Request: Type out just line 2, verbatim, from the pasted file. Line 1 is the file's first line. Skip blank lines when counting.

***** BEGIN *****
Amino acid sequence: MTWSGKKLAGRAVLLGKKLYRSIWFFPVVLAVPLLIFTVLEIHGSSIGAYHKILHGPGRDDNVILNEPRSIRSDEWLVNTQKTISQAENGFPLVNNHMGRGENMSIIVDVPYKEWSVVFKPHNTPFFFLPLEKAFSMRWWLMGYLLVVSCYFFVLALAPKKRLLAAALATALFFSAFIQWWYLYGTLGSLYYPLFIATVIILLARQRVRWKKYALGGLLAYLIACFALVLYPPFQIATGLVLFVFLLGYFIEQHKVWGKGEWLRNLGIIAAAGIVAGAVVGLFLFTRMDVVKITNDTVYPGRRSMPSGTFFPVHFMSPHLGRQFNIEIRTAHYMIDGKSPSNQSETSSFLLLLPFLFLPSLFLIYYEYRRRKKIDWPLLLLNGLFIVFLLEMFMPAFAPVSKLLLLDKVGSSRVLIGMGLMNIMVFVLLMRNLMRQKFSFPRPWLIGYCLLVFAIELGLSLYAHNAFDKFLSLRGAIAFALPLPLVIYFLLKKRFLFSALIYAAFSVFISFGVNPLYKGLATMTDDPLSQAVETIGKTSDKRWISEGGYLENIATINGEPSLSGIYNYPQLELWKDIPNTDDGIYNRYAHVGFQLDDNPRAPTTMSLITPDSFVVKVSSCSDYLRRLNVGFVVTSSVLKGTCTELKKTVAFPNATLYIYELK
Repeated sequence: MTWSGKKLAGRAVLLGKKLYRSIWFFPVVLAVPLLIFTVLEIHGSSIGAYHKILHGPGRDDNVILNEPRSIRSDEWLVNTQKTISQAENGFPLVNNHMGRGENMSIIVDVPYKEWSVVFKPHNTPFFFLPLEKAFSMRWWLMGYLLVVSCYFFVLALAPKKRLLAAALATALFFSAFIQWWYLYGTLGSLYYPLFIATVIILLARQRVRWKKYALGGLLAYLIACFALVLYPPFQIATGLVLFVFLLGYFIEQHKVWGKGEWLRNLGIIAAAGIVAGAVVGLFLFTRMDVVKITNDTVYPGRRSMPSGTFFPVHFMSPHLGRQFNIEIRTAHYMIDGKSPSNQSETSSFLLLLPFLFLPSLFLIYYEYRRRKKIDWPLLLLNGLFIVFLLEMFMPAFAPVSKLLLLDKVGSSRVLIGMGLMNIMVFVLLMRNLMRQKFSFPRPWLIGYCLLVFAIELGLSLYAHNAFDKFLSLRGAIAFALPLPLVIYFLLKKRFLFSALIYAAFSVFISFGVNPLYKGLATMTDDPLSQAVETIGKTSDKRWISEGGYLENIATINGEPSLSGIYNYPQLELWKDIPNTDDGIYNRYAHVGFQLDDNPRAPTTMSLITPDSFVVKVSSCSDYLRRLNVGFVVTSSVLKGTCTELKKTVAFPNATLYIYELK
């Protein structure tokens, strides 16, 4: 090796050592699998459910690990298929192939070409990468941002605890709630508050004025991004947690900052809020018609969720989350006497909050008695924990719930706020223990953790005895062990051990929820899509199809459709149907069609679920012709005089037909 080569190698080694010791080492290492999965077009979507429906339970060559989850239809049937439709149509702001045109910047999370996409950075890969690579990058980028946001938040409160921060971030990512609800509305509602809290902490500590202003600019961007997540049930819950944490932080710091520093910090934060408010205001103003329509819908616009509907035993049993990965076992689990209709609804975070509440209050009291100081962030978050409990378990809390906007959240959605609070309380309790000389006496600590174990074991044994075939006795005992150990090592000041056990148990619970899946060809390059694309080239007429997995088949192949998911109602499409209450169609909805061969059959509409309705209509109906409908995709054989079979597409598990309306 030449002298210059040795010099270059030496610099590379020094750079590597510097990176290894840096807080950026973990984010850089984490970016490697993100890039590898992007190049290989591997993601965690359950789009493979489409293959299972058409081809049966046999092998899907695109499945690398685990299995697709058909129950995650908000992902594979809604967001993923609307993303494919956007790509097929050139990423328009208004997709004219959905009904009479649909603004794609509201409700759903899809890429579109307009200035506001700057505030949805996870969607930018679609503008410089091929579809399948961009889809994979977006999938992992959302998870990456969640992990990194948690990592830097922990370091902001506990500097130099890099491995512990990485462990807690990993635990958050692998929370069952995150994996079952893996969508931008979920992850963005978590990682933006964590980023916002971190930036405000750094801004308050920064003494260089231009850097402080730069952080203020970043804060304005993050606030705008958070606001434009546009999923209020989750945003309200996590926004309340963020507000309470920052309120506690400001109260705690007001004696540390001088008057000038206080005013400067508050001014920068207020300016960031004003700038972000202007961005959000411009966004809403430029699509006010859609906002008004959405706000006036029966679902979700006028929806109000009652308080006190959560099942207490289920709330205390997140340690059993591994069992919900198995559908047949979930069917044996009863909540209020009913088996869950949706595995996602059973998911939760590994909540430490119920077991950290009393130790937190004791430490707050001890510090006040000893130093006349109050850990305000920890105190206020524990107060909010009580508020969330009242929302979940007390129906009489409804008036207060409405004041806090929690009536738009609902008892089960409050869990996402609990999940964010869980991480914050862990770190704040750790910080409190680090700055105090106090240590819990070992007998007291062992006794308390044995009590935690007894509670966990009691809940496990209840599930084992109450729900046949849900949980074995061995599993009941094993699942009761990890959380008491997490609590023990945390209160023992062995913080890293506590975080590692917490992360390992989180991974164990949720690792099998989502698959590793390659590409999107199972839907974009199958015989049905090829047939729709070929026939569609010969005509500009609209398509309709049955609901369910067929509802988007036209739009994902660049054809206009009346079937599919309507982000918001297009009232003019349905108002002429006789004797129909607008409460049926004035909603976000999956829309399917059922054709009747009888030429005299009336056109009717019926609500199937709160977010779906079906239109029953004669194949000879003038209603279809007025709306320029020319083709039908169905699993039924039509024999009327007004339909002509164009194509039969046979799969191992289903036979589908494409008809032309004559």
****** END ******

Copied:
Repeated sequence: MTWSGKKLAGRAVLLGKKLYRSIWFFPVVLAVPLLIFTVLEIHGSSIGAYHKILHGPGRDDNVILNEPRSIRSDEWLVNTQKTISQAENGFPLVNNHMGRGENMSIIVDVPYKEWSVVFKPHNTPFFFLPLEKAFSMRWWLMGYLLVVSCYFFVLALAPKKRLLAAALATALFFSAFIQWWYLYGTLGSLYYPLFIATVIILLARQRVRWKKYALGGLLAYLIACFALVLYPPFQIATGLVLFVFLLGYFIEQHKVWGKGEWLRNLGIIAAAGIVAGAVVGLFLFTRMDVVKITNDTVYPGRRSMPSGTFFPVHFMSPHLGRQFNIEIRTAHYMIDGKSPSNQSETSSFLLLLPFLFLPSLFLIYYEYRRRKKIDWPLLLLNGLFIVFLLEMFMPAFAPVSKLLLLDKVGSSRVLIGMGLMNIMVFVLLMRNLMRQKFSFPRPWLIGYCLLVFAIELGLSLYAHNAFDKFLSLRGAIAFALPLPLVIYFLLKKRFLFSALIYAAFSVFISFGVNPLYKGLATMTDDPLSQAVETIGKTSDKRWISEGGYLENIATINGEPSLSGIYNYPQLELWKDIPNTDDGIYNRYAHVGFQLDDNPRAPTTMSLITPDSFVVKVSSCSDYLRRLNVGFVVTSSVLKGTCTELKKTVAFPNATLYIYELK